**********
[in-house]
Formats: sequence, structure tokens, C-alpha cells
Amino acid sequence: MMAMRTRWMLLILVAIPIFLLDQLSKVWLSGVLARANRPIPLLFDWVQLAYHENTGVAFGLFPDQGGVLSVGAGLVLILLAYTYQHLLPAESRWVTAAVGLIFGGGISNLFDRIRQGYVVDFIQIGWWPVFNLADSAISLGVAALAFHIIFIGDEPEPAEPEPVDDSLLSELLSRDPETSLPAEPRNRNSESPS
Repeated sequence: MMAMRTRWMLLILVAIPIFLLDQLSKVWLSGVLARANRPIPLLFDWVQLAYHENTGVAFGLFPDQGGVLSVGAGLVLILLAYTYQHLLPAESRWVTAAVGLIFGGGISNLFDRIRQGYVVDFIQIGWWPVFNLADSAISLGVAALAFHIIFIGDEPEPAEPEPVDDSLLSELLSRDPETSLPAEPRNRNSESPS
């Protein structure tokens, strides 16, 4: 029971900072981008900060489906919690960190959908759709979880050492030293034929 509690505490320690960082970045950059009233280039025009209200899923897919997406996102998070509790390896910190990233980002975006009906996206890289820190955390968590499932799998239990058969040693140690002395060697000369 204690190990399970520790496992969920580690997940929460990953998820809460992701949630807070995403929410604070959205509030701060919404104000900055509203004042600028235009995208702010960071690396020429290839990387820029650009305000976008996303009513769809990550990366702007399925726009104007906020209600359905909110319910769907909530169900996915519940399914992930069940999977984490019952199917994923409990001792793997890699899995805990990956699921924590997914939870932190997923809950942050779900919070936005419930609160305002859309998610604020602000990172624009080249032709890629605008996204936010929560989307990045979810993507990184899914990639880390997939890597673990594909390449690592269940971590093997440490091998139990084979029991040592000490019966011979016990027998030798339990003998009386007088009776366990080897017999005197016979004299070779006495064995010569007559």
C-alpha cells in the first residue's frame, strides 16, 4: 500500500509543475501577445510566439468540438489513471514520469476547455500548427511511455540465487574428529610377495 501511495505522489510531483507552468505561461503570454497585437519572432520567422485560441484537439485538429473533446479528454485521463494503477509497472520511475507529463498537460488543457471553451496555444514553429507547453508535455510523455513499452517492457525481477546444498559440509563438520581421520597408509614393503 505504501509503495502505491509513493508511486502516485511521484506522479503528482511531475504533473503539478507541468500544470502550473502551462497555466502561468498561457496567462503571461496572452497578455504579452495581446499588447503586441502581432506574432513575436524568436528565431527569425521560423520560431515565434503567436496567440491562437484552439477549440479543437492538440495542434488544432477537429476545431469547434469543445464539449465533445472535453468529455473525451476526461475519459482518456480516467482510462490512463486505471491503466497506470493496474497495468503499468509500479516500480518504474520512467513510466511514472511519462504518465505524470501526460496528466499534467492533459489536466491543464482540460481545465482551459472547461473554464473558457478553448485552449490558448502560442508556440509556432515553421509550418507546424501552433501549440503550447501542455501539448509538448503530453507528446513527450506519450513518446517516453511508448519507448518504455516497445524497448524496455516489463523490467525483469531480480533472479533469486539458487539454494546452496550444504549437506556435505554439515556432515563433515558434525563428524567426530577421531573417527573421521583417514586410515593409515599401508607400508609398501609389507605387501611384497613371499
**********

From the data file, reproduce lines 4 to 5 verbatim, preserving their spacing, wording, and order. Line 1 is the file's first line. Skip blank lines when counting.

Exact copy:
Repeated sequence: MMAMRTRWMLLILVAIPIFLLDQLSKVWLSGVLARANRPIPLLFDWVQLAYHENTGVAFGLFPDQGGVLSVGAGLVLILLAYTYQHLLPAESRWVTAAVGLIFGGGISNLFDRIRQGYVVDFIQIGWWPVFNLADSAISLGVAALAFHIIFIGDEPEPAEPEPVDDSLLSELLSRDPETSLPAEPRNRNSESPS
């Protein structure tokens, strides 16, 4: 029971900072981008900060489906919690960190959908759709979880050492030293034929 509690505490320690960082970045950059009233280039025009209200899923897919997406996102998070509790390896910190990233980002975006009906996206890289820190955390968590499932799998239990058969040693140690002395060697000369 204690190990399970520790496992969920580690997940929460990953998820809460992701949630807070995403929410604070959205509030701060919404104000900055509203004042600028235009995208702010960071690396020429290839990387820029650009305000976008996303009513769809990550990366702007399925726009104007906020209600359905909110319910769907909530169900996915519940399914992930069940999977984490019952199917994923409990001792793997890699899995805990990956699921924590997914939870932190997923809950942050779900919070936005419930609160305002859309998610604020602000990172624009080249032709890629605008996204936010929560989307990045979810993507990184899914990639880390997939890597673990594909390449690592269940971590093997440490091998139990084979029991040592000490019966011979016990027998030798339990003998009386007088009776366990080897017999005197016979004299070779006495064995010569007559």